According to deliberation compatibilism, rational deliberation is compatible with the belief that one’s actions are causally determined by factors beyond one’s control. This paper offers a counterexample to recent accounts of rational deliberation that entail deliberation compatibilism. The counterexample involves a deliberator who believes that whichever action she performs will be the result of deterministic manipulation. It is further argued that there is no relevant difference between the purported counterexample and ordinary doxastic circumstances in which a determinist deliberates.
  47. added 2017-06-13
    On the Logical Origin of the Laws Governing the Fundamental Forces of Nature: A New Algebraic-Axiomatic (Matrix) Approach.R. Zahedi - 2017 - In National Institute for Mathematical Sciences (INSMI - CNRS) Publcs., Paris, FRANCE. pp. 1-89.
    In this article, as a new mathematical approach to origin of the laws of nature, using a new basic algebraic axiomatic (matrix) formalism based on the ring theory and Clifford algebras (presented in Sec.2), “it is shown that certain mathematical forms of fundamental laws of nature, including laws governing the fundamental forces of nature (represented by a set of two definite classes of general covariant massive field equations, with new matrix formalisms), are derived uniquely from only a very few axioms”; (...)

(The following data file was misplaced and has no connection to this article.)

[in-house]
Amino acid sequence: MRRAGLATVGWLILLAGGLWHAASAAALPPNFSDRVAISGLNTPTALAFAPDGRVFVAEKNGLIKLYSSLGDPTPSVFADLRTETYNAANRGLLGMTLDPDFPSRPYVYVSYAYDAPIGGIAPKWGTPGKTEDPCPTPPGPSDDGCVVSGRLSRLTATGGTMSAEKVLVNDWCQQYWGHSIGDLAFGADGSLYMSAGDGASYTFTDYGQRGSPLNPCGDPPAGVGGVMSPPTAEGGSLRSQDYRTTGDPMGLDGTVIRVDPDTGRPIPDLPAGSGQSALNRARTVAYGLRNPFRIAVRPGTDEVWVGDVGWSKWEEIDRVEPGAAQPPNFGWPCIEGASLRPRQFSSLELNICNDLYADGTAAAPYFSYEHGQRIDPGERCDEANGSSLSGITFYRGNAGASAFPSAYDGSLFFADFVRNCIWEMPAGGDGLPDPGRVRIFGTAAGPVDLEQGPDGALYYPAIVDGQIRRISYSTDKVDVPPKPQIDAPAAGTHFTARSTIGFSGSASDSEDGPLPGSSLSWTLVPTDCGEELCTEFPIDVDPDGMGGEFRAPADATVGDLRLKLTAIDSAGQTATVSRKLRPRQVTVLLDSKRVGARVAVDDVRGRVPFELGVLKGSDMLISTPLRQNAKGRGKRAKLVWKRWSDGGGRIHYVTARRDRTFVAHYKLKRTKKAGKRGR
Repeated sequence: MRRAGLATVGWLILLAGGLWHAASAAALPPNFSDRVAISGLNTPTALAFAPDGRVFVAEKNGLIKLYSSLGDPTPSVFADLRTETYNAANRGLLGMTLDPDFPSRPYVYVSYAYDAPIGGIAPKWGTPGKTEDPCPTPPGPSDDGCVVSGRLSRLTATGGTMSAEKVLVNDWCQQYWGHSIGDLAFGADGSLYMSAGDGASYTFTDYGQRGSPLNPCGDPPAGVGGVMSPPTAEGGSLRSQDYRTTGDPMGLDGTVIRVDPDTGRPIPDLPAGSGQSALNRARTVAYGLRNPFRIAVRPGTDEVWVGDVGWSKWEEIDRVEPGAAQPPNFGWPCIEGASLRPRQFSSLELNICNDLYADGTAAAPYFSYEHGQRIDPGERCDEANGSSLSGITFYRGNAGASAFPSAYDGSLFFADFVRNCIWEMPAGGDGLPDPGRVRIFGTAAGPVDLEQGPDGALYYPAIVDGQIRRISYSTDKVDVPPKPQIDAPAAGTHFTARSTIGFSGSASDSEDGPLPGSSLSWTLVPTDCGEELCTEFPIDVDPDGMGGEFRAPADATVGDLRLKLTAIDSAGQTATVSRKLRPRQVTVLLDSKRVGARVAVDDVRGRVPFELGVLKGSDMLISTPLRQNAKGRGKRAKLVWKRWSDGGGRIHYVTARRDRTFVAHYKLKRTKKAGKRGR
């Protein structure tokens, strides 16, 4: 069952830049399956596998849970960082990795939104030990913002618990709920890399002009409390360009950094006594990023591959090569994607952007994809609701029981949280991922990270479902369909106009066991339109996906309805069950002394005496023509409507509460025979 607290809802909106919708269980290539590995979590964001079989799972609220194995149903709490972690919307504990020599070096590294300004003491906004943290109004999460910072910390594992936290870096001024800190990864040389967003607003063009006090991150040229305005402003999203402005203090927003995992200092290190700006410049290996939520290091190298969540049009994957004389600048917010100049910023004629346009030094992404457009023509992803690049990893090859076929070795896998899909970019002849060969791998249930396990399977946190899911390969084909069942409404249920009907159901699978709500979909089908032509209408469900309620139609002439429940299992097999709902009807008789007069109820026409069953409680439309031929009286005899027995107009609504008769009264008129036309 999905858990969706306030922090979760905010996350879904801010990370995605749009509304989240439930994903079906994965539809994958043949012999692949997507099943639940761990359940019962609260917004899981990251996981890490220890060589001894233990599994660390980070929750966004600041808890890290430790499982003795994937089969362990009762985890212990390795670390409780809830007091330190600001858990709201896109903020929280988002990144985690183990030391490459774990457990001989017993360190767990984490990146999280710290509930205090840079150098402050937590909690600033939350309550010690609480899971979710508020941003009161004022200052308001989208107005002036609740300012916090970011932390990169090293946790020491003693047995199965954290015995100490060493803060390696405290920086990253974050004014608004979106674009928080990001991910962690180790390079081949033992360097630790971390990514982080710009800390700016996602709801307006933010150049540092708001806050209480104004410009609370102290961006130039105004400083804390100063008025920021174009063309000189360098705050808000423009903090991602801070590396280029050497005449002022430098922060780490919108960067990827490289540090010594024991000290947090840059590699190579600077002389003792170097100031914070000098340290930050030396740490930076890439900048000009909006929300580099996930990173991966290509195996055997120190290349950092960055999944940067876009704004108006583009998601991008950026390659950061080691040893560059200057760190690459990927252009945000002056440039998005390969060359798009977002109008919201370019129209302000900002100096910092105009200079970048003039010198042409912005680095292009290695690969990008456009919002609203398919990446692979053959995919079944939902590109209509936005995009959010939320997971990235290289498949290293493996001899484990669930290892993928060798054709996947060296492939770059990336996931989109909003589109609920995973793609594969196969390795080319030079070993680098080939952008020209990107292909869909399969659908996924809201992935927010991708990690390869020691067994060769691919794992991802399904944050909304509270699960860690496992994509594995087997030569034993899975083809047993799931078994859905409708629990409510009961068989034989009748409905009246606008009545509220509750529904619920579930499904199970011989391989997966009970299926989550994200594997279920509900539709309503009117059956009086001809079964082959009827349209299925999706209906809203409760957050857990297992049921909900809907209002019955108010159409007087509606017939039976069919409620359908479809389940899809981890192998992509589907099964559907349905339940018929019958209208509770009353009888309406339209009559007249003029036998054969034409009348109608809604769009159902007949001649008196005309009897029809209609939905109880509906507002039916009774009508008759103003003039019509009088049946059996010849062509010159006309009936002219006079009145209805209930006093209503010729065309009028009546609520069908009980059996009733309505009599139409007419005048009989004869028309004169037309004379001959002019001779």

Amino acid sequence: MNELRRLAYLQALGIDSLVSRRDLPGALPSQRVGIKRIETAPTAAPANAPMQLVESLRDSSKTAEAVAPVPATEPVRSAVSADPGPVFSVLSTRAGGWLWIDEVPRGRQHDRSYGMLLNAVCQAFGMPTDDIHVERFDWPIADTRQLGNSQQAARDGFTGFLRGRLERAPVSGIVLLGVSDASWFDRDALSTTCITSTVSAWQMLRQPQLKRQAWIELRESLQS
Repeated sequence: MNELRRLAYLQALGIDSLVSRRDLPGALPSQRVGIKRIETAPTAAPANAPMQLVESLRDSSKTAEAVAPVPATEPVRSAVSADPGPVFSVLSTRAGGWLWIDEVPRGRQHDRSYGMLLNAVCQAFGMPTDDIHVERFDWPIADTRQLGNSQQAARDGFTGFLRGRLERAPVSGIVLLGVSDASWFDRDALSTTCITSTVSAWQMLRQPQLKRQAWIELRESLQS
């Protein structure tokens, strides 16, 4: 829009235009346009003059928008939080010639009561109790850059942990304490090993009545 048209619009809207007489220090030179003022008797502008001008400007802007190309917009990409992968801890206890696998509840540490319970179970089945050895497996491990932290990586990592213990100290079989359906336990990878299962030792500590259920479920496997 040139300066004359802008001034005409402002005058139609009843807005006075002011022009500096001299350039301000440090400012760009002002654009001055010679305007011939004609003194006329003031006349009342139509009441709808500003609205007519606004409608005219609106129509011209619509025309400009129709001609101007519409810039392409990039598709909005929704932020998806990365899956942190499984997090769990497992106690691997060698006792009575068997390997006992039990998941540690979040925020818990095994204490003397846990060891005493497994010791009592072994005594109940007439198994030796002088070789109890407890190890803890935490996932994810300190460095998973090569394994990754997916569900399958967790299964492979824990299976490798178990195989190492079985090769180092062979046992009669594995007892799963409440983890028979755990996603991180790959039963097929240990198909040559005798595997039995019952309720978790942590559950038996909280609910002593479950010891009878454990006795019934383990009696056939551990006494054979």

48. added 2017-04-13
    Why the Buddha Did Not Discuss "The Problem of Free Will and Determinism".Christopher W. Gowans - 2017 - In Rick Repetti (ed.), Buddhist Perspectives on Free Will: Agentless Agency? New York: Routledge. pp. 11-21.
    I argue that the Buddha did not discuss the free will and determinism problem because he only considered issues relating to overcoming suffering and his teaching about this did not raise the problem. As represented in the Nikāyas, the heart of his teaching was an empirically based account of the causes of suffering and how to modify these to end suffering. It was primarily a practical teaching about how to achieve this goal, more a craft knowledge than a philosophical theory (...)
  49. added 2017-04-13
    Determinism and Free Will in Alexander of Aphrodisias and the Arabic Tradition.Luis Xavier López-Farjeat - 2007 - Proceedings of the American Catholic Philosophical Association 81:161-177.
    The Arabic tradition knew Alexander’s treatises On Fate and On Providence. Alexander criticizes the Stoic determinism with some peripatetic arguments. In those treatises we can find, at least, two positions: the peripatetic and “libertarian” position represented by Alexander, and Stoic determinism. A very similar discussion can be found in Islamic tradition. As S. Van den Bergh has insisted, Islamic theological schools had some Stoic influences. One of the issues in which we can find some common views is, precisely, the problem (...)
  50. added 2017-04-10
    On Hartshorne’s Objections to Determinism and Compatibilism.Hakan Gundogdu - 2014 - Eikasia Revista de Philosophia 54:93-106.
    The problem of determinism and human freedom, which is one of the great debates in philosophy, has been discussed many times by philosophers who have very distinctive perspectives and thereby different results related to the problem. Charles Hartshorne as an American process philosopher has significantly contributed to the debate with his own thoughts and considerations. His thoughts can be divided into two major parts. First is the claim that there is a relative indeterminism within the universe. Second is that (hard) (...)